Article: Sarah Jisoo Park
Editor: Norbu D.
Graphics: Sirah D.
On December 18, 2019, Donald Trump became the third president in U.S. history to ever be impeached. The House of Representatives voted to impeach the current President of the United States on two charges: the abuse of power, with a vote of 216-197; and obstruction of Congress, with a vote of 229-198.
The Democrats centered their impeachment article on a telephone call the president had with Ukraine President Volodymyr Zelenskyy in July 2019. Trump urged Zelenskyy to launch an investigation into Joe Biden, former Vice President, and Hunter Biden, his son, who had served on the board of a Ukranian gas company. Allegedly, Trump’s abuse of power was in his extortion of a promise from Zelenzkyy by withholding $391 million in military aid, which would have gone towards Ukraine’s defense against Russia.
While Trump’s impeachment is final, it does not guarantee his removal from office. Now that the House of Representatives has voted, a trial will take place where the Senate will finally decide whether Trump will be convicted. In order for Trump to be removed from office, the Senate’s vote would require 67 “yes” votes on either or both articles. This means 20 of the 53 Republican senators would have to defect to the 45 Democrats and two independents in order to convict Trump, creating a highly unlikely scenario. As of now, it remains unclear if any, let alone 20, Republican senators will vote to convict.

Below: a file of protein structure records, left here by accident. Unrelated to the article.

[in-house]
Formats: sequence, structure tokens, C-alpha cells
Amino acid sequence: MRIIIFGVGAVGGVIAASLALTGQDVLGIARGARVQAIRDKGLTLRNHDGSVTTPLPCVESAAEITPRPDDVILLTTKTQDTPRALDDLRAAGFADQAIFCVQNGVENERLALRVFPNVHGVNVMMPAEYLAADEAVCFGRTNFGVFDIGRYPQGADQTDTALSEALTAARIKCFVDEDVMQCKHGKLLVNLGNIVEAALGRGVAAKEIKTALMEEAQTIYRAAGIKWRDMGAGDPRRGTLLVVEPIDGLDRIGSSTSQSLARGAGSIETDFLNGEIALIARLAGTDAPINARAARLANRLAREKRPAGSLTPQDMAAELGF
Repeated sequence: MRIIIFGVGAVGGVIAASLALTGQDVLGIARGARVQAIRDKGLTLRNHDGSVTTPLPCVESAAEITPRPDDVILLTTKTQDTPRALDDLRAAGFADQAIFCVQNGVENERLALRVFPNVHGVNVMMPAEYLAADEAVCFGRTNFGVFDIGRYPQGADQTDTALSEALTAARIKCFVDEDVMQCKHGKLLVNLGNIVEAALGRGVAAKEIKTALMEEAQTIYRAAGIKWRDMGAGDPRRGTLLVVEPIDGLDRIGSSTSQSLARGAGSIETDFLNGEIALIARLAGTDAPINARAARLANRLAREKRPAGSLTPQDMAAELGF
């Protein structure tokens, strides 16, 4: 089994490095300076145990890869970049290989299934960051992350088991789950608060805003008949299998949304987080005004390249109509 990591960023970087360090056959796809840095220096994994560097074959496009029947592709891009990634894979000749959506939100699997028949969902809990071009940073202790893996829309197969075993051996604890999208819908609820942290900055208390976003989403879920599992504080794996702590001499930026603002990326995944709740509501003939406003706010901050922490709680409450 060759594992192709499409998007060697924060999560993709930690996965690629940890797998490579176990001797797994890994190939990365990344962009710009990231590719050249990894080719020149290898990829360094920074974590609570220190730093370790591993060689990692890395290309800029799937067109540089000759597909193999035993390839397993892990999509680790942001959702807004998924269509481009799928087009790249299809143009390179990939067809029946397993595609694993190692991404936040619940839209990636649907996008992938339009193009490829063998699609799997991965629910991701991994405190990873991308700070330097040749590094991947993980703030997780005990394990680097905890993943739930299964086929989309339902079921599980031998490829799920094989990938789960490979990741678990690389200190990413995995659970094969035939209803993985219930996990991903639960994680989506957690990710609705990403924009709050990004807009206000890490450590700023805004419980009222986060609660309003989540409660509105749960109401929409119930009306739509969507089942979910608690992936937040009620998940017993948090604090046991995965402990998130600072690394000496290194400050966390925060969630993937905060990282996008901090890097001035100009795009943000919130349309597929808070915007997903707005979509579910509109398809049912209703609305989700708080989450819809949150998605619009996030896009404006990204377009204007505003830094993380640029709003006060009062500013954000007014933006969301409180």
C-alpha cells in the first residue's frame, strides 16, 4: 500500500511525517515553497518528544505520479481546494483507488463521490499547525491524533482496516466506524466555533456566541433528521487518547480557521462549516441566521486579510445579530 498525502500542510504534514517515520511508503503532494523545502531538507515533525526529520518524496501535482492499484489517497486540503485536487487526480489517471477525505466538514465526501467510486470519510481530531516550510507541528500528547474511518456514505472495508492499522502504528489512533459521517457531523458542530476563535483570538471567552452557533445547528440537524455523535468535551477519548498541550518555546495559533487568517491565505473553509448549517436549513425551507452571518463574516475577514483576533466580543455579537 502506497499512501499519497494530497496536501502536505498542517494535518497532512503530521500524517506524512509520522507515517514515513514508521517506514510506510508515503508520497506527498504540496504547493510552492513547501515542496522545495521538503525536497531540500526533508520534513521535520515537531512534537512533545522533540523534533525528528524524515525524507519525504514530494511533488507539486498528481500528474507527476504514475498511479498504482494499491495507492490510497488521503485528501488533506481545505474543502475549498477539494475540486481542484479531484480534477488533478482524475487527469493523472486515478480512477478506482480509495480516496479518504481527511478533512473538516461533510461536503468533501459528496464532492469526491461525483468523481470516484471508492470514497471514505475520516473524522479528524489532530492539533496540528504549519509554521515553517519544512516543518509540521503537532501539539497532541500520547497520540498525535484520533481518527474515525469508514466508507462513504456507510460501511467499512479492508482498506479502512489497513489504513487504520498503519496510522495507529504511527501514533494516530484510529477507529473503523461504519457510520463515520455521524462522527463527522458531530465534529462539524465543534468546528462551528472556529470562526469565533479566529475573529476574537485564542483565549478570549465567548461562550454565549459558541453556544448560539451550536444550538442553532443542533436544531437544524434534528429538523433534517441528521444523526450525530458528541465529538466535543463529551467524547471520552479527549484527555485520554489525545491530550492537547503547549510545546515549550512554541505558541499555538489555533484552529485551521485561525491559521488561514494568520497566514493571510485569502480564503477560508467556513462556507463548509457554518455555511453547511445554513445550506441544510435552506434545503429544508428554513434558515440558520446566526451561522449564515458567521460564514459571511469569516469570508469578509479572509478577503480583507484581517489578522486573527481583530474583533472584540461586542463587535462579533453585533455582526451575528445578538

Can this possibly be for the best? Most recently, Trump left many appalled with his decision to assassinate past Iranian Major General Qasem Soleimani. This greatly impacted US-Iran relations, leading to Iran withdrawing from the 2015 nuclear deal and also accidentally striking down a Ukranian commercial airplane, effectively killing all 176 passengers aboard the flight. In the past, he was infamous for rape and assault accusations and other various controversial acts, including mocking a disabled reporter and joking about dating his own daughter. Also noteworthy are his administration’s changes to US immigration policies, chiefly Trump’s travel ban that placed restrictions on many majority-Muslim nations. His actions had repercussions throughout the nation, and inadvertently acted as a gateway for people in the US to begin using prejudice as a basis to refuse to employ someone.
Notwithstanding, unemployment within several minority groups in the US was at a record low since nearly fifty years ago. Many argued that his pro-growth policies, his focus on infrastructure investment, and his move away from a bureaucratic system has allowed the US economy to flourish. Evidently, those who argue for Trump’s impeachment have valid reasons, although others’ opinions are also well founded on his past actions.
Currently, it seems more likely than not that Trump will remain in office as President of the United States, especially since the final vote is decided by a majority Republican Senate—at least until the end of his term. The 2020 US presidential election is expected to be one of the closest in years, and there is indeed a chance that Trump will not be living in the White House this time around next year. Still, it appears we will have to wait until November’s voting to see if the US will have a new leader, or if the world will be met with another four year Trump presidency, which no doubt will have many more surprises in store.
Brooks, David. “Impeach Trump. Then Move On.” The New York Times, The New York Times, 31 Oct. 2019, http://www.nytimes.com/2019/10/31/opinion/trump-impeachment.html?auth=login-email&login=email.
Stewart, Emily. “The House Impeachment Vote Won’t Remove Trump from Office. Here’s What Can.” Vox, Vox, 19 Dec. 2019, http://www.vox.com/policy-and-politics/2019/12/17/21025559/how-to-remove-trump-from-office-impeachment.